I did this with a firm belief that if we don’t address our industry’s reliance on long, boring email-based survey approaches, we’ll continue to see declining response and engagement rates and face more questions about the validity and representativeness of our results. It’s in our best interest to accelerate the evolution of our practice.
The last two years have been a period of rapid growth and learning for everyone at Reach3. During this time, we’ve worked with early adopters such as Snapchat, Jägermeister and Kimberly-Clark to find out how our industry can best capitalize on the mobile messaging revolution. We’ve seen massive success with our clients across a variety of projects, but one very exciting learning is on how we can leverage conversational, messaging-based technologies and techniques to re-engineer communities for the mobile-first era.
The future of communities—from the pioneers of community-based solutions
Today, I’m excited to share the official launch of our Mobile Community solution. Powered by software from our sister company Rival Technologies, this mobile-messaging based solution is purpose-built to help global brands capture the fast, iterative and ongoing insights they need to win in a rapidly changing world.
As you can see below, Mobile Communities address the major drawbacks of traditional, email-based consumer research techniques.
The results from these enhancements are compelling. For research participants, the experience is in-the-moment and more immersive. We break long research initiatives up into short, iterative exercises – with seamless mobile notifications letting community members know when to resume the conversation. Our incredibly high response and recontact rates (60%+) speak volumes about how engaging this type of research is for participants. In fact, research-on-research conducted by Rival Technologies found that people find the conversational survey experience easier and more fun and enjoyable to complete.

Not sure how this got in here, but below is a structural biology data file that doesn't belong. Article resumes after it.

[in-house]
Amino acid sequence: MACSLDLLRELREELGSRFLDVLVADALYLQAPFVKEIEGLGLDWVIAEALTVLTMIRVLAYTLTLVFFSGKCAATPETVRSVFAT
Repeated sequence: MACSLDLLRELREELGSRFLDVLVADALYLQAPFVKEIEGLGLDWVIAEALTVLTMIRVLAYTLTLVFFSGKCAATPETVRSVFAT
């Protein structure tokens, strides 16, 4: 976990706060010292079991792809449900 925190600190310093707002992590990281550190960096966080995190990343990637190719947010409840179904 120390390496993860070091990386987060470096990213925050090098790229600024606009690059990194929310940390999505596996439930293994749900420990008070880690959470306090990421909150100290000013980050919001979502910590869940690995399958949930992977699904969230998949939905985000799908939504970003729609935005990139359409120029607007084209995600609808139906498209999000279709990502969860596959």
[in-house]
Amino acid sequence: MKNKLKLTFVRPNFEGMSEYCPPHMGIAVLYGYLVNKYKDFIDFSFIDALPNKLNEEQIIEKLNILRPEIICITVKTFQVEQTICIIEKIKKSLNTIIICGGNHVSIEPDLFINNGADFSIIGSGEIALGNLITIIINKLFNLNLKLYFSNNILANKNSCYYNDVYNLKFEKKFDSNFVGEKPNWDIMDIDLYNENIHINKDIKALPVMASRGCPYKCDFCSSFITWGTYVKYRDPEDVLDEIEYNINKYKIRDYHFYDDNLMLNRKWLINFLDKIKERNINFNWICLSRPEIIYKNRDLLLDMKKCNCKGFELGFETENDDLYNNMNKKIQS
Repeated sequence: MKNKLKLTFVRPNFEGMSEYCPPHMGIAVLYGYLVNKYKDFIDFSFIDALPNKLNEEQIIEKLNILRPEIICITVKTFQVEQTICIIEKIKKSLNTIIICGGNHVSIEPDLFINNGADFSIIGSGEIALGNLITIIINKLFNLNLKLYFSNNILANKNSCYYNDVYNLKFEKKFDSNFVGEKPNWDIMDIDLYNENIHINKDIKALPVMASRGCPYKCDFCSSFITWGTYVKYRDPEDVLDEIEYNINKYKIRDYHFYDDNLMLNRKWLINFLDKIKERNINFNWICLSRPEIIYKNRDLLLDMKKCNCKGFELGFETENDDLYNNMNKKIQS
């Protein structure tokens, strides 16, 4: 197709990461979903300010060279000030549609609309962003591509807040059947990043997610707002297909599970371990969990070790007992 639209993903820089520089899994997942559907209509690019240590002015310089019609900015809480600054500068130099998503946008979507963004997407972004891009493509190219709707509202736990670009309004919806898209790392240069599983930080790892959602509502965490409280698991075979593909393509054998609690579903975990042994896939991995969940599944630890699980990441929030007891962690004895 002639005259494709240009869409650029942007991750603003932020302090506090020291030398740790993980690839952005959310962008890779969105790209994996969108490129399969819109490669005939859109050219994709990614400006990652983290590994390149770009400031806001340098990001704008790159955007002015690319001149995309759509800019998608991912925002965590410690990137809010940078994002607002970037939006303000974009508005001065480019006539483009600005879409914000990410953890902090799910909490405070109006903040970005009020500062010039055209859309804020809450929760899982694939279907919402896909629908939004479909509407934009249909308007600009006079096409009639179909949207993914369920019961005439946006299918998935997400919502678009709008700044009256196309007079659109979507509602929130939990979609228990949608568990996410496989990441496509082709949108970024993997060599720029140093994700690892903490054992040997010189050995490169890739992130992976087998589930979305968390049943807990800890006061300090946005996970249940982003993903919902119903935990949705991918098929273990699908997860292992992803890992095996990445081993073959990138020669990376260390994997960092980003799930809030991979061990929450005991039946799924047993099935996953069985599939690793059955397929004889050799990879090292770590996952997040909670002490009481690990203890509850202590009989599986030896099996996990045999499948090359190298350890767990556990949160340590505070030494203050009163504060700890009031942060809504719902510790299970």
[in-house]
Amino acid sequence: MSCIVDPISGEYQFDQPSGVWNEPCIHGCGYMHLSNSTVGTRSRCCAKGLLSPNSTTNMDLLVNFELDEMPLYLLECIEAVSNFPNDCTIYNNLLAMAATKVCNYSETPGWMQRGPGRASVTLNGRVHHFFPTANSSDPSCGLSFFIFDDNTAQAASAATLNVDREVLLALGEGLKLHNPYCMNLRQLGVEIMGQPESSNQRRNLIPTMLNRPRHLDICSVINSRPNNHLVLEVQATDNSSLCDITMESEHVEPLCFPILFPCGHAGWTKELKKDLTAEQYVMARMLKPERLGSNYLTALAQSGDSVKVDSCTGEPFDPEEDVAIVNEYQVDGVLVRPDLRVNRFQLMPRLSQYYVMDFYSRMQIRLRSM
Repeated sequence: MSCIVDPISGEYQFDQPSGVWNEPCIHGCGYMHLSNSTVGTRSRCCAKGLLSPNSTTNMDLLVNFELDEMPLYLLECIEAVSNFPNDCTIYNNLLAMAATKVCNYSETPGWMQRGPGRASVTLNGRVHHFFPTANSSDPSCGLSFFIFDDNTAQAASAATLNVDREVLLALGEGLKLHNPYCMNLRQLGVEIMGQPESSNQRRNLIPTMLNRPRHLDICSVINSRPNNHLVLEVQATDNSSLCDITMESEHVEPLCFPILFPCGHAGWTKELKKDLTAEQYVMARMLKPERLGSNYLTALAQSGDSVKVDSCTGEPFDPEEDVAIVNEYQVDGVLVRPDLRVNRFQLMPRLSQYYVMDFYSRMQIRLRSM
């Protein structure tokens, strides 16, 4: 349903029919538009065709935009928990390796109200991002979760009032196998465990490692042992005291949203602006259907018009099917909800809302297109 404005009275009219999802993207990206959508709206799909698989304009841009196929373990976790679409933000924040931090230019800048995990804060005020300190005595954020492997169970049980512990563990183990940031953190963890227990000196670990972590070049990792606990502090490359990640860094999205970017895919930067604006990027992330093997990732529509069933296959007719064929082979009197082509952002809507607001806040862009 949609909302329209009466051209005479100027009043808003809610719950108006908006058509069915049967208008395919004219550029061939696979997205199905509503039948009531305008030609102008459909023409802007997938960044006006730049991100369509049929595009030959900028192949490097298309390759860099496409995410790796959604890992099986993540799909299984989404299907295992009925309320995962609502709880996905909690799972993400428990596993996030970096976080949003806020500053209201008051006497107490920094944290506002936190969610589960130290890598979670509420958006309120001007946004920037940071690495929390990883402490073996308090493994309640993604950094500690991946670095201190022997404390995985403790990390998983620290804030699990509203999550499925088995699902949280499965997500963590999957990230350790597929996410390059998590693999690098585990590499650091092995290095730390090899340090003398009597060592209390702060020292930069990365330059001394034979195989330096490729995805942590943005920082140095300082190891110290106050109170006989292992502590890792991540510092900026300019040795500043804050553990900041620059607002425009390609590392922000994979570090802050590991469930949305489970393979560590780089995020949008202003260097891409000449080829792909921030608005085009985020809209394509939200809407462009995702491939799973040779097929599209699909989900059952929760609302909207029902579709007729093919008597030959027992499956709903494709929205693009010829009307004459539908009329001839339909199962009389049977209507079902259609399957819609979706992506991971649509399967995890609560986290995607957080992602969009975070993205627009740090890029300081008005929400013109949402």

For brands, this mobile-first approach makes it easier to bring new voices into the research process, including hard-to-reach audiences like Gen Zs and Millennials. The ability to capture emotive videos in addition to robust and predictive quantitative data not only provides richness to your insights—it also helps market research teams gain more visibility in the C-suite, helping business leaders see the humans behind the data.
When answering conversational exercises, people let their guard down.
Perhaps more importantly, feedback from Mobile Communities is more candid and richer. As a Wall Street Journal article recently points out, people tend to be more honest when writing on their smartphones. When answering conversational exercises, people let their guard down—they abandon what we like to call “test-taking mode”—and share their more intimate thoughts and feelings. In an age when insight-driven businesses are outperforming their competitors, the ability to uncover the truth about people’s habits, motivations and attitudes is a huge competitive advantage.
In addition to building Mobile Communities for clients, we’ve also used our own solution to create an on-demand community tracking shifting sentiments and behaviors during COVID-19. Our clients have been receiving complimentary reports from this program called Consumer Closeness in the Age of Social Distancing, and the feedback so far has been very positive.
Let’s continue the conversation on Mobile Communities
We’re very excited to finally unveil our Mobile Community offer and to work with innovative market research teams in pushing our industry forward. If you’re interested in learning more, please check out our press release or download the information sheet here.